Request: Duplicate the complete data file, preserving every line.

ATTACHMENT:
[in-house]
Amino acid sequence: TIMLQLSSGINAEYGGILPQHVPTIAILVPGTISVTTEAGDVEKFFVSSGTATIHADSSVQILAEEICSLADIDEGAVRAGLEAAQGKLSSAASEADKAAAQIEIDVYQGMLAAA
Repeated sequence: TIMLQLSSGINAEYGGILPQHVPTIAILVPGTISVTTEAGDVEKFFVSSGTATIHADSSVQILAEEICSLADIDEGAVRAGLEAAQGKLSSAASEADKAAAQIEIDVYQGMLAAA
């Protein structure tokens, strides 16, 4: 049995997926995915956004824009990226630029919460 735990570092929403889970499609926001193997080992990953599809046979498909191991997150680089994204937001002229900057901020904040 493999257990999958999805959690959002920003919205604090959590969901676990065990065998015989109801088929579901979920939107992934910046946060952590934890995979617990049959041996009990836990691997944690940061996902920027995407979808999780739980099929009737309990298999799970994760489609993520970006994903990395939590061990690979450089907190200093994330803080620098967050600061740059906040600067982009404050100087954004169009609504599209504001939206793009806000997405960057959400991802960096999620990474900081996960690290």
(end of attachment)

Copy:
[in-house]
Amino acid sequence: TIMLQLSSGINAEYGGILPQHVPTIAILVPGTISVTTEAGDVEKFFVSSGTATIHADSSVQILAEEICSLADIDEGAVRAGLEAAQGKLSSAASEADKAAAQIEIDVYQGMLAAA
Repeated sequence: TIMLQLSSGINAEYGGILPQHVPTIAILVPGTISVTTEAGDVEKFFVSSGTATIHADSSVQILAEEICSLADIDEGAVRAGLEAAQGKLSSAASEADKAAAQIEIDVYQGMLAAA
């Protein structure tokens, strides 16, 4: 049995997926995915956004824009990226630029919460 735990570092929403889970499609926001193997080992990953599809046979498909191991997150680089994204937001002229900057901020904040 493999257990999958999805959690959002920003919205604090959590969901676990065990065998015989109801088929579901979920939107992934910046946060952590934890995979617990049959041996009990836990691997944690940061996902920027995407979808999780739980099929009737309990298999799970994760489609993520970006994903990395939590061990690979450089907190200093994330803080620098967050600061740059906040600067982009404050100087954004169009609504599209504001939206793009806000997405960057959400991802960096999620990474900081996960690290």